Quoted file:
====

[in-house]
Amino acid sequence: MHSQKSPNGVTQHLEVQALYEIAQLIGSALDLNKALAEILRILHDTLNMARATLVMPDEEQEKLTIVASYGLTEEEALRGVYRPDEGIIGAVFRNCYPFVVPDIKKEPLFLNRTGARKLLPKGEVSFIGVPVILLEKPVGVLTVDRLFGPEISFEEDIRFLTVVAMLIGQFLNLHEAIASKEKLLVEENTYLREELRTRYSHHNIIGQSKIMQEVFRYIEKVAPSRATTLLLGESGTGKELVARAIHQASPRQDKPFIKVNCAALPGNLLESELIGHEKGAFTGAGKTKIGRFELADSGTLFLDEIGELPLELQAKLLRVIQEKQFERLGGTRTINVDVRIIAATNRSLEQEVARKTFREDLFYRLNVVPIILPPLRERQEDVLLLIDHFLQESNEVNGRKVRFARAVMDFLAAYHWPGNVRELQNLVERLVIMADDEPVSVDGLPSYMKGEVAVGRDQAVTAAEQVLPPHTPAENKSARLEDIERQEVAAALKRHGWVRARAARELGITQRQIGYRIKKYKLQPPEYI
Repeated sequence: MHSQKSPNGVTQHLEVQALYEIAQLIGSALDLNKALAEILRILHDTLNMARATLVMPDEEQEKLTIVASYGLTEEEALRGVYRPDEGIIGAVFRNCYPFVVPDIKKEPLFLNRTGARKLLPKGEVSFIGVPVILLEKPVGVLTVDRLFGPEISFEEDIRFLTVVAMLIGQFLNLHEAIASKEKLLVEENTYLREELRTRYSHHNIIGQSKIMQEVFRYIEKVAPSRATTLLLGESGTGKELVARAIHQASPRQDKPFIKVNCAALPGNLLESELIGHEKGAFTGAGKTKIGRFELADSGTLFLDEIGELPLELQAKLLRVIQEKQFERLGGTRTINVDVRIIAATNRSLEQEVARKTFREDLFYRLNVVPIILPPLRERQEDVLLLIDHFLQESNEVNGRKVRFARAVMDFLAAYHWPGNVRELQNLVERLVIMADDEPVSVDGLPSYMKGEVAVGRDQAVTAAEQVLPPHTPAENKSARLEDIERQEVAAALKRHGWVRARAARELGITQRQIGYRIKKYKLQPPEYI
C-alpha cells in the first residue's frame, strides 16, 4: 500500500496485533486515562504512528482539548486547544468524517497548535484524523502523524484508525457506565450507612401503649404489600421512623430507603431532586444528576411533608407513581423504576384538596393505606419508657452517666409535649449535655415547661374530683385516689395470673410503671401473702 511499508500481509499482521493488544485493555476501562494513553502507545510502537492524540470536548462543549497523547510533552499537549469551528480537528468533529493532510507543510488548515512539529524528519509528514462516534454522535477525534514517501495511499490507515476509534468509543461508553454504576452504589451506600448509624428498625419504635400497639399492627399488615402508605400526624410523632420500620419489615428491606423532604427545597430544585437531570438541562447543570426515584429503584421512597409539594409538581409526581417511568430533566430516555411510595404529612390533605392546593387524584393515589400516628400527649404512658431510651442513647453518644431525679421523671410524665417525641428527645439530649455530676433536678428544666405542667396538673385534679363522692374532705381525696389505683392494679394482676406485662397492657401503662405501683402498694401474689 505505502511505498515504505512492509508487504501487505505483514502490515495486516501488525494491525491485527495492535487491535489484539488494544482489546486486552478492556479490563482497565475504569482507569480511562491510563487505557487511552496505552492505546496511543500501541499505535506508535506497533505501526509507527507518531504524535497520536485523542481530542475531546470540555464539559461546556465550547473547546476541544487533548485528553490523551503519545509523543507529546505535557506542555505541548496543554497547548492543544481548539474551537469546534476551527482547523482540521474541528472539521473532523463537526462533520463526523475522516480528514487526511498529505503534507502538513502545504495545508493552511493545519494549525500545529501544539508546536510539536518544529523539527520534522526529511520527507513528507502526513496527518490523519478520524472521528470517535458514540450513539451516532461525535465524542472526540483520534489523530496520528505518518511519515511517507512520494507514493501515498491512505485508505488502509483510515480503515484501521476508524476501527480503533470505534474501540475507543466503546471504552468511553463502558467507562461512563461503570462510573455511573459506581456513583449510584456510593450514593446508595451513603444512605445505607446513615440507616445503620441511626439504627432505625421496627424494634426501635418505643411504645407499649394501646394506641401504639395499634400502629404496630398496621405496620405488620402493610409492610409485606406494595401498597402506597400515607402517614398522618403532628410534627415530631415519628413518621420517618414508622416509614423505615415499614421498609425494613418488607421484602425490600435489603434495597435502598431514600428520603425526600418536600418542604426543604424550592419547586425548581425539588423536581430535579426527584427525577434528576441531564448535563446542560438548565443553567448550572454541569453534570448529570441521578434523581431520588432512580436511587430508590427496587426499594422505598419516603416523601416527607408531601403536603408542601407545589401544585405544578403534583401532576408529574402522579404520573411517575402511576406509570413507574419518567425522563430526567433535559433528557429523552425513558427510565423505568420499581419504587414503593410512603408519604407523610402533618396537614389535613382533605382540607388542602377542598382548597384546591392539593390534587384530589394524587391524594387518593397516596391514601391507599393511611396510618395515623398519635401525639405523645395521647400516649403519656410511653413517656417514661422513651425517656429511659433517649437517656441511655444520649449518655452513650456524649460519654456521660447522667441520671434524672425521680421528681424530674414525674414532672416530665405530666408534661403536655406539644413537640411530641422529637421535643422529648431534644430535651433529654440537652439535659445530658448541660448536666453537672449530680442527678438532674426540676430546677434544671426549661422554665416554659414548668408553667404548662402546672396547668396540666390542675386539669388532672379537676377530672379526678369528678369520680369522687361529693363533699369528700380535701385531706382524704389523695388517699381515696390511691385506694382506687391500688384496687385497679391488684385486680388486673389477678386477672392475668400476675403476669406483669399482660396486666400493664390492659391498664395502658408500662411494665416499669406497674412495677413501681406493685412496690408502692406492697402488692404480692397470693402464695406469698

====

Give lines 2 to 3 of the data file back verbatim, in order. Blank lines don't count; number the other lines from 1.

Amino acid sequence: MHSQKSPNGVTQHLEVQALYEIAQLIGSALDLNKALAEILRILHDTLNMARATLVMPDEEQEKLTIVASYGLTEEEALRGVYRPDEGIIGAVFRNCYPFVVPDIKKEPLFLNRTGARKLLPKGEVSFIGVPVILLEKPVGVLTVDRLFGPEISFEEDIRFLTVVAMLIGQFLNLHEAIASKEKLLVEENTYLREELRTRYSHHNIIGQSKIMQEVFRYIEKVAPSRATTLLLGESGTGKELVARAIHQASPRQDKPFIKVNCAALPGNLLESELIGHEKGAFTGAGKTKIGRFELADSGTLFLDEIGELPLELQAKLLRVIQEKQFERLGGTRTINVDVRIIAATNRSLEQEVARKTFREDLFYRLNVVPIILPPLRERQEDVLLLIDHFLQESNEVNGRKVRFARAVMDFLAAYHWPGNVRELQNLVERLVIMADDEPVSVDGLPSYMKGEVAVGRDQAVTAAEQVLPPHTPAENKSARLEDIERQEVAAALKRHGWVRARAARELGITQRQIGYRIKKYKLQPPEYI
Repeated sequence: MHSQKSPNGVTQHLEVQALYEIAQLIGSALDLNKALAEILRILHDTLNMARATLVMPDEEQEKLTIVASYGLTEEEALRGVYRPDEGIIGAVFRNCYPFVVPDIKKEPLFLNRTGARKLLPKGEVSFIGVPVILLEKPVGVLTVDRLFGPEISFEEDIRFLTVVAMLIGQFLNLHEAIASKEKLLVEENTYLREELRTRYSHHNIIGQSKIMQEVFRYIEKVAPSRATTLLLGESGTGKELVARAIHQASPRQDKPFIKVNCAALPGNLLESELIGHEKGAFTGAGKTKIGRFELADSGTLFLDEIGELPLELQAKLLRVIQEKQFERLGGTRTINVDVRIIAATNRSLEQEVARKTFREDLFYRLNVVPIILPPLRERQEDVLLLIDHFLQESNEVNGRKVRFARAVMDFLAAYHWPGNVRELQNLVERLVIMADDEPVSVDGLPSYMKGEVAVGRDQAVTAAEQVLPPHTPAENKSARLEDIERQEVAAALKRHGWVRARAARELGITQRQIGYRIKKYKLQPPEYI